New Orleans

Second Harvest Food Bank of Greater New Orleans and Acadiana

For the first two years of Second Harvest’s existence it operated out of a 48,000 square foot warehouse on St. George Avenue, Jefferson Parish, loaned by Mr. Joseph Uddo. On January 10, 1985, it purchased a 15,500 square foot warehouse at 728 Hill Street for $340,000. However, distribution continued to grow and within five years Second Harvest needed to move again to a larger facility. Through the efforts of Anne Milling, Hormel made a generous donation of half the price of an warehouse it was selling at 1201 Sams Avenue in Harahan. Many generous gifts were given by community foundations and individuals, and Second Harvest was able to move into its current 29,000 square foot warehouse on 3 acres on March 13, 1991.

By 1994, this additional capacity allowed the food bank to distribute 5 million pounds of food a year. Growth continued over the next decade. By 2004, Second Harvest was distributing almost 15 million pounds of food annually to 23 parishes in southern Louisiana from the Mississippi state line to the Texas border. The number of faith-based and nonprofit member agencies that Second Harvest worked had grown in July of 1983 to more than 350 by July of 2005.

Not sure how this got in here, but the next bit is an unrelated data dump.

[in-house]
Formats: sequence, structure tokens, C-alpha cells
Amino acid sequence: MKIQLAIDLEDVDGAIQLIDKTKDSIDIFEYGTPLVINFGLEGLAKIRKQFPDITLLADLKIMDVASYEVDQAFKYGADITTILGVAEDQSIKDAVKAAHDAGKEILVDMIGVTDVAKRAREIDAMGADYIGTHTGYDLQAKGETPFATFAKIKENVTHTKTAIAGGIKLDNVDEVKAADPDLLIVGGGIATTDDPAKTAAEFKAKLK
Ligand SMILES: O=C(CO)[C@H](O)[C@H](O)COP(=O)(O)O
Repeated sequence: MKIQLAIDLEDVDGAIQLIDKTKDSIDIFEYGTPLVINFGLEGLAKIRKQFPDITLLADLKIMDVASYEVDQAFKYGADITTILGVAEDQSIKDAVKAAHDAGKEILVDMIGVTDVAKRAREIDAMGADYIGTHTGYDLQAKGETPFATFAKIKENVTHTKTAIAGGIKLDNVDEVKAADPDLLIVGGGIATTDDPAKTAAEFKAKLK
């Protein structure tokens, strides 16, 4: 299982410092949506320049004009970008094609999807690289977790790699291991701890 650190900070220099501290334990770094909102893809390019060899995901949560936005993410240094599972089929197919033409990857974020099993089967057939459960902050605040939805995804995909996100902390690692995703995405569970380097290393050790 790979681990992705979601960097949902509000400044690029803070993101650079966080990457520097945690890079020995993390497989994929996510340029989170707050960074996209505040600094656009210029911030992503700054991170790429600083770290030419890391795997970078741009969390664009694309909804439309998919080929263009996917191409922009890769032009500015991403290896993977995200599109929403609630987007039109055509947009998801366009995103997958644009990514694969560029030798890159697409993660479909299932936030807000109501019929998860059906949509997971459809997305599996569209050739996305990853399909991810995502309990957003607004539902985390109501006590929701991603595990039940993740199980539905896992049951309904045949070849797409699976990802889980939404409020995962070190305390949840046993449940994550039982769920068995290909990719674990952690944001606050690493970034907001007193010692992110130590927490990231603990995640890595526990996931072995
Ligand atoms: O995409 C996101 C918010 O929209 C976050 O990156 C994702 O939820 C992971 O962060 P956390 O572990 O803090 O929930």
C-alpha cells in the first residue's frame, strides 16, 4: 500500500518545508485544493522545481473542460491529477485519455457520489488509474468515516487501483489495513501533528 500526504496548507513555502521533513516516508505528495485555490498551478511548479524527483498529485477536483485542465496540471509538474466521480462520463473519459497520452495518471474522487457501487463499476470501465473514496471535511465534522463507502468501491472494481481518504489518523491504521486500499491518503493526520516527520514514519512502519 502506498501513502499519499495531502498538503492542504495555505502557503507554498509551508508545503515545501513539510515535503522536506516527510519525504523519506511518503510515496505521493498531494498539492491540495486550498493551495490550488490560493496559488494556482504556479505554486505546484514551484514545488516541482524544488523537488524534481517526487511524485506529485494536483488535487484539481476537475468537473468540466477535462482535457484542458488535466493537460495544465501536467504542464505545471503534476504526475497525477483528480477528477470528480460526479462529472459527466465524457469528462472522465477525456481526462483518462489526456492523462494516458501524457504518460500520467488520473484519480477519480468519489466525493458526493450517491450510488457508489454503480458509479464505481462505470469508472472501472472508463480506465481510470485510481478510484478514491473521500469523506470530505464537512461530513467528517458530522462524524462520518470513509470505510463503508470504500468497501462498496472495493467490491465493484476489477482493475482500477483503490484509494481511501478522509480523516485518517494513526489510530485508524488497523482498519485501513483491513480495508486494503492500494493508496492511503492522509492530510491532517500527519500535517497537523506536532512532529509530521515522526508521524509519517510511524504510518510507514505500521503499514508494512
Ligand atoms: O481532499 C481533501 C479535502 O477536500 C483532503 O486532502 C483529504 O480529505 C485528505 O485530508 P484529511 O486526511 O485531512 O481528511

On August 29, 2005, Hurricane Katrina struck Second Harvest’s service area, followed by Hurricane Rita on September 24, 2005. More than a million people were displaced from their homes and hundreds of thousands of people found themselves in need of emergency assistance, often for the first time. Forced out of its facility in New Orleans, the staff of Second Harvest regrouped in Baton Rouge within 48 hours of Katrina’s landfall, despite the fact that many of the staff had lost their own homes and others were unaware of the fate of their friends and family members.

By September 2005, Second Harvest became the largest food bank in the world’s history, with the help of America’s Second Harvest and skilled food bank volunteers from all over the country. Operating initially from a closed Wal-Mart in Baker, Louisiana, then returning to its facility in New Orleans and opening a second facility in Lafayette in 2006, Second Harvest distributed more than 75 million pounds of food over the next two years.

Currently, Second Harvest of Greater New Orleans and Acadiana is leading the fight against hunger in south Louisiana by working with other nonprofits and government agencies to meet the extraordinary needs of a region in recovery. It is evaluating its programs and strengthening those that will achieve a lasting impact on hunger for all the residents of the parishes it serves. In 2007, it co-chaired the Food Policy Advisory Committee of the Greater New Orleans City Council, bringing together government, social service and for profit sectors to recommend policy ensuring that all citizens would have access to nutritious food.  It brought the other four food banks of Louisiana together to form the Louisiana Food Bank Association, which successfully advocated for a $5 million state food purchase program.

www.no-hunger.org